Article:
Community news from the Node.js Foundation.
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Node Everywhere, from the Node.js Foundation

Welcome to this week in Node.js!

Hello and welcome to the fifteenth issue of Node Everywhere, a community newsletter brought to you by the Node.js Foundation.

Did you see the latest from the Node.js CollectionJacopo Daeli wrote a great post for folk from a C language background on What does const stand for in ES6? We’re always on the lookout for more great Node.js pieces on a variety of topics: serverless, containers, mobile, internet of things, community, you name it. Check out the guidelines for contributing your Node story. 

As always, please share what you find here with friends, but also be sure to reach out and share what you’re not seeing with us so that we can make sure to include it next time around. Keeping that in mind, check out this week in Node.js! 

Marky-markdown gives good visualizations, sweet sensations

Ever wondered how your docs will render on npm but didn’t want to publish to find out? Revin Guillen created a live test editor for marky-markdown, npm’s markdown parser, using the same renderer the npm site uses to help you preview your READMEs, gifs, and markdown syntax firsthand. Now you don’t have to worry about going back to edit or finding where you needed to add another space or a bullet for things to line up smoothly. 

Create a Slack bot with Node.js in less than 10 minutes

Perhaps you’re familiar with the trend of Function as a Service software libraries (FaaS), but if not, you’re going to want to see the sorts of things you can do with Standard Library (StdLib). Described as “if AWS Lambda and GitHub had a child, then asked [npm] and Twilio to be the godparents ” StdLib is a serverless, scalable microservices library. To get an idea of what you can do, Keith Horwood walks you through the quick and painless process of building a Slack bot in Build a “Serverless” Slack Bot in 9 Minutes with Node.js and StdLib. Now, what could you use a Slack bot for? The possibilities are seemingly endless.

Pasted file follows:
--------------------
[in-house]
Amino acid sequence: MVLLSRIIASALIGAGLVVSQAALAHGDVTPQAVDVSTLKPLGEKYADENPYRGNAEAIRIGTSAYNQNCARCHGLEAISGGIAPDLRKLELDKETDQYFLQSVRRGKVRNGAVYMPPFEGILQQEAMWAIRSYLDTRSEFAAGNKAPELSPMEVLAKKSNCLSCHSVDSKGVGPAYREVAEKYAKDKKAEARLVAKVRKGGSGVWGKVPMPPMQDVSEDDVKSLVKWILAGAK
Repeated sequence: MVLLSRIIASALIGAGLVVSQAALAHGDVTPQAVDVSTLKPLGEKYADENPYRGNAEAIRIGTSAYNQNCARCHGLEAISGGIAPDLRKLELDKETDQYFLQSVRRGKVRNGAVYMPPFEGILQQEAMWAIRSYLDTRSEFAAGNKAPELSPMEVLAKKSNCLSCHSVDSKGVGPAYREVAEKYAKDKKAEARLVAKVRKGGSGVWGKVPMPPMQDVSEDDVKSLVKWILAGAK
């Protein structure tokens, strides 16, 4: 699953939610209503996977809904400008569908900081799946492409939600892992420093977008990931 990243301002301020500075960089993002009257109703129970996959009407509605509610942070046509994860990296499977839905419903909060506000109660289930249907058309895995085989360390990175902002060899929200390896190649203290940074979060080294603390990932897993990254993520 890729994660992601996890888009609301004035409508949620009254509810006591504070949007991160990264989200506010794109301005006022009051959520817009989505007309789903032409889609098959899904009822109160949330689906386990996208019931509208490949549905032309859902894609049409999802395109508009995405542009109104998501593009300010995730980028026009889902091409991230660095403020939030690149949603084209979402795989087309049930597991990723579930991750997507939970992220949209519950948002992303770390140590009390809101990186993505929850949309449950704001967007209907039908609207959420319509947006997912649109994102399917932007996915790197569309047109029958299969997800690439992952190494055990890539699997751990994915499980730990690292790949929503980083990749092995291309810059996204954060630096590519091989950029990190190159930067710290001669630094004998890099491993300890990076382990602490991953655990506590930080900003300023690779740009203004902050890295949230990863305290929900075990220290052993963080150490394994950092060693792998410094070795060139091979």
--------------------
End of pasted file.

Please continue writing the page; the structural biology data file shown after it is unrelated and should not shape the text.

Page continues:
You’re invited to JS Party 🎉, live every Friday 

What happens when you cross Mikeal Rogers, the authority on the intersection of JavaScript and breadmaking, with the man with the finest taste in drums and shoes in JavaScript, Alex Sexton, and add JavaScript’s favorite hardware/cat lady Rachel White? The Changelog’s latest and greatest podcast, JS Party. The weekly show airs live on Fridays with shorter, albeit edited down episodes, released soon after. The live shows combine the best things about parties involving JS: loads of opinions, intriguing knowledge sharing, awkward pauses, and even the occasional surprise guest. Check out the most recent episodes, but mark your calendars for Fridays, 3pm Eastern time.

Node.js Working Group updates, as of March 24

Node.js Core Technical Committee (CTC):

Next meeting: March 29, 2017
  • Approved proposal to make symbol key properties visible during inspection [pull request]
  • Discussion continues on the Buffer constructor API [issue]
  • Testing for initial async_hooks support is underway [pull request]

Node.js Technical Steering Committee (TSC):

Next meeting: April 6, 2017
  • Creating a pull request to move the Code of Conduct to TSC repo and replace in other repos with stubs [issue]
  • Presenting the Node.js Foundation board with charter-related membership participation concerns [pull request]
  • Discussion on the Collaboration Summit in Berlin continues [issue]
Other working groups:
  • LTS is creating a Backporting Working Group [issue] and is looking into ways to better define release schedules [minutes]
  • Stream welcomed new member Irina Shestak [issue] and is moving forward with the EPS to invert the dependency between Node.js and readable-stream. [pull request]
  • Diagnostics concluded that it makes sense to alias node debug to node inspect [minutes]
For information on the Node.js working groups see the CTC GitHub repo and the TSC GitHub repo for meeting times, issues, and more.

Join the community at these upcoming events  🎉

30-31 March – Render Conf, Oxford, UK

5-8 April – NodeConf Barcelona, Barcelona, Catalunya, Spain

6-7 May – JSConf Europe, Berlin, Germany

6-7 May – Amazonia, London, UK

8-11 May – OSCON, Austin, Texas (US)

24-25 May – Signal, San Francisco, California (US)

26-29 June – Eyeo Festival, Minneapolis, Minneasota (US)

6-9 July – NodeConf Adventure, Walker Creek Ranch, California (US)

25-27 – Node Summit, San Francisco, California (US)

Oops, did we leave something out?

Have a project you want shared with the Node.js community? Or a within-the-realm-of Node.js adjacent event coming up? Or just an idea of something that should be shared in these issues? Please reach out! Email us with tips, suggestions, and friendly corrections. 
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